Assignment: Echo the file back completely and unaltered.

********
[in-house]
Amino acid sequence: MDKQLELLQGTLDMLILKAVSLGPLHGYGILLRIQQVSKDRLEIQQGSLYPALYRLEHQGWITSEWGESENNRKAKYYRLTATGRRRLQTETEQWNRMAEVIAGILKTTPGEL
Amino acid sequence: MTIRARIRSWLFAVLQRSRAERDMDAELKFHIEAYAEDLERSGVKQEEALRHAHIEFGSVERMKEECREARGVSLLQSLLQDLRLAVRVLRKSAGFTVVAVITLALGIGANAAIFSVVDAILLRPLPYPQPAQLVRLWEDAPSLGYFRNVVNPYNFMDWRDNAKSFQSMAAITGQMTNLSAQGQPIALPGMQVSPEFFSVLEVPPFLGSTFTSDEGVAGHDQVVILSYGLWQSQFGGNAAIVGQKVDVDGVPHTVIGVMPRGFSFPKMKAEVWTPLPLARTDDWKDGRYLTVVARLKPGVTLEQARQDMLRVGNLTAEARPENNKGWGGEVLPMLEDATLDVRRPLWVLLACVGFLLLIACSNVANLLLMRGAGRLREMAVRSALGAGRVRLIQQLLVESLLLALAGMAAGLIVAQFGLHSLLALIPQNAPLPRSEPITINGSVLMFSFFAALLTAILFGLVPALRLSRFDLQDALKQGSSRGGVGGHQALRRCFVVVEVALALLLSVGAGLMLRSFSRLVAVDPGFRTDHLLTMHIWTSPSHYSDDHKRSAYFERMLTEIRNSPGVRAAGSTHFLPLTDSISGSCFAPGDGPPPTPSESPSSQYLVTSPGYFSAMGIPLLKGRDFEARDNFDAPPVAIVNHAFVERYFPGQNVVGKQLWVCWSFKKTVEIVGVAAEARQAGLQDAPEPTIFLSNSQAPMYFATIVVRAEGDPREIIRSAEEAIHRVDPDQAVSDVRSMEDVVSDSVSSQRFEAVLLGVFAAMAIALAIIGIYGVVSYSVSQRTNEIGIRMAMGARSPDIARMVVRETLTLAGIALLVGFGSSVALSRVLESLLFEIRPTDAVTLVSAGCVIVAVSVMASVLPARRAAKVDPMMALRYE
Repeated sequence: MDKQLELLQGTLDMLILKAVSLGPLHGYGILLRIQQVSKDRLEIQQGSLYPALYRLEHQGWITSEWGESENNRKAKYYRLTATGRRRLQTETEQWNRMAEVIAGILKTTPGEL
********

[in-house]
Amino acid sequence: MDKQLELLQGTLDMLILKAVSLGPLHGYGILLRIQQVSKDRLEIQQGSLYPALYRLEHQGWITSEWGESENNRKAKYYRLTATGRRRLQTETEQWNRMAEVIAGILKTTPGEL
Amino acid sequence: MTIRARIRSWLFAVLQRSRAERDMDAELKFHIEAYAEDLERSGVKQEEALRHAHIEFGSVERMKEECREARGVSLLQSLLQDLRLAVRVLRKSAGFTVVAVITLALGIGANAAIFSVVDAILLRPLPYPQPAQLVRLWEDAPSLGYFRNVVNPYNFMDWRDNAKSFQSMAAITGQMTNLSAQGQPIALPGMQVSPEFFSVLEVPPFLGSTFTSDEGVAGHDQVVILSYGLWQSQFGGNAAIVGQKVDVDGVPHTVIGVMPRGFSFPKMKAEVWTPLPLARTDDWKDGRYLTVVARLKPGVTLEQARQDMLRVGNLTAEARPENNKGWGGEVLPMLEDATLDVRRPLWVLLACVGFLLLIACSNVANLLLMRGAGRLREMAVRSALGAGRVRLIQQLLVESLLLALAGMAAGLIVAQFGLHSLLALIPQNAPLPRSEPITINGSVLMFSFFAALLTAILFGLVPALRLSRFDLQDALKQGSSRGGVGGHQALRRCFVVVEVALALLLSVGAGLMLRSFSRLVAVDPGFRTDHLLTMHIWTSPSHYSDDHKRSAYFERMLTEIRNSPGVRAAGSTHFLPLTDSISGSCFAPGDGPPPTPSESPSSQYLVTSPGYFSAMGIPLLKGRDFEARDNFDAPPVAIVNHAFVERYFPGQNVVGKQLWVCWSFKKTVEIVGVAAEARQAGLQDAPEPTIFLSNSQAPMYFATIVVRAEGDPREIIRSAEEAIHRVDPDQAVSDVRSMEDVVSDSVSSQRFEAVLLGVFAAMAIALAIIGIYGVVSYSVSQRTNEIGIRMAMGARSPDIARMVVRETLTLAGIALLVGFGSSVALSRVLESLLFEIRPTDAVTLVSAGCVIVAVSVMASVLPARRAAKVDPMMALRYE
Repeated sequence: MDKQLELLQGTLDMLILKAVSLGPLHGYGILLRIQQVSKDRLEIQQGSLYPALYRLEHQGWITSEWGESENNRKAKYYRLTATGRRRLQTETEQWNRMAEVIAGILKTTPGEL